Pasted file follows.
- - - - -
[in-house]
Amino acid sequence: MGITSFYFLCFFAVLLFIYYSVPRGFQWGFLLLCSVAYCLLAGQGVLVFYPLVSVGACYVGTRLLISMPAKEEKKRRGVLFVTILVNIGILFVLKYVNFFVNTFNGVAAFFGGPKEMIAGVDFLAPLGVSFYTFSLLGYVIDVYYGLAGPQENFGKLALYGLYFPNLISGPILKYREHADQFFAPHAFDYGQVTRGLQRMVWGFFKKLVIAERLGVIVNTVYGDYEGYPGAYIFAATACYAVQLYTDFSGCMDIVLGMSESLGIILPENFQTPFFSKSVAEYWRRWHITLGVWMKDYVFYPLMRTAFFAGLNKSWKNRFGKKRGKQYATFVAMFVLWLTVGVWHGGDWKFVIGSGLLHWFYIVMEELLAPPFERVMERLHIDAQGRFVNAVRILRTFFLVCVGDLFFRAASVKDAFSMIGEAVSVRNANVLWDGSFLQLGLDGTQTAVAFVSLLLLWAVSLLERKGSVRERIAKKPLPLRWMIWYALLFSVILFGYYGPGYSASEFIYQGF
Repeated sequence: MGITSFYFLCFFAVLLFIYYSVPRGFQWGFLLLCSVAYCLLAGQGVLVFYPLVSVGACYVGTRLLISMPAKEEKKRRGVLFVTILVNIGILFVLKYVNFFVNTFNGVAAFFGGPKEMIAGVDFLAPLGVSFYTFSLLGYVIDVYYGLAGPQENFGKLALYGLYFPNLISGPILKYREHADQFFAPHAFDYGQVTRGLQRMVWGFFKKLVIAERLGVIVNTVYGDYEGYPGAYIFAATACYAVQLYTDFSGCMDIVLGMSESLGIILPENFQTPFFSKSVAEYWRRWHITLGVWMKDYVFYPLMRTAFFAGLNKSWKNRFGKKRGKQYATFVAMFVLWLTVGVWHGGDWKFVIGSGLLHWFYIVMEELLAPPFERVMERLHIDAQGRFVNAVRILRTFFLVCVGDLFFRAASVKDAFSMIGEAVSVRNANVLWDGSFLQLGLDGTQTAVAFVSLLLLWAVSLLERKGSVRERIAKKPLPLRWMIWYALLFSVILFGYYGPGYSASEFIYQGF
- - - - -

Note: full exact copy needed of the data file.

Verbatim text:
[in-house]
Amino acid sequence: MGITSFYFLCFFAVLLFIYYSVPRGFQWGFLLLCSVAYCLLAGQGVLVFYPLVSVGACYVGTRLLISMPAKEEKKRRGVLFVTILVNIGILFVLKYVNFFVNTFNGVAAFFGGPKEMIAGVDFLAPLGVSFYTFSLLGYVIDVYYGLAGPQENFGKLALYGLYFPNLISGPILKYREHADQFFAPHAFDYGQVTRGLQRMVWGFFKKLVIAERLGVIVNTVYGDYEGYPGAYIFAATACYAVQLYTDFSGCMDIVLGMSESLGIILPENFQTPFFSKSVAEYWRRWHITLGVWMKDYVFYPLMRTAFFAGLNKSWKNRFGKKRGKQYATFVAMFVLWLTVGVWHGGDWKFVIGSGLLHWFYIVMEELLAPPFERVMERLHIDAQGRFVNAVRILRTFFLVCVGDLFFRAASVKDAFSMIGEAVSVRNANVLWDGSFLQLGLDGTQTAVAFVSLLLLWAVSLLERKGSVRERIAKKPLPLRWMIWYALLFSVILFGYYGPGYSASEFIYQGF
Repeated sequence: MGITSFYFLCFFAVLLFIYYSVPRGFQWGFLLLCSVAYCLLAGQGVLVFYPLVSVGACYVGTRLLISMPAKEEKKRRGVLFVTILVNIGILFVLKYVNFFVNTFNGVAAFFGGPKEMIAGVDFLAPLGVSFYTFSLLGYVIDVYYGLAGPQENFGKLALYGLYFPNLISGPILKYREHADQFFAPHAFDYGQVTRGLQRMVWGFFKKLVIAERLGVIVNTVYGDYEGYPGAYIFAATACYAVQLYTDFSGCMDIVLGMSESLGIILPENFQTPFFSKSVAEYWRRWHITLGVWMKDYVFYPLMRTAFFAGLNKSWKNRFGKKRGKQYATFVAMFVLWLTVGVWHGGDWKFVIGSGLLHWFYIVMEELLAPPFERVMERLHIDAQGRFVNAVRILRTFFLVCVGDLFFRAASVKDAFSMIGEAVSVRNANVLWDGSFLQLGLDGTQTAVAFVSLLLLWAVSLLERKGSVRERIAKKPLPLRWMIWYALLFSVILFGYYGPGYSASEFIYQGF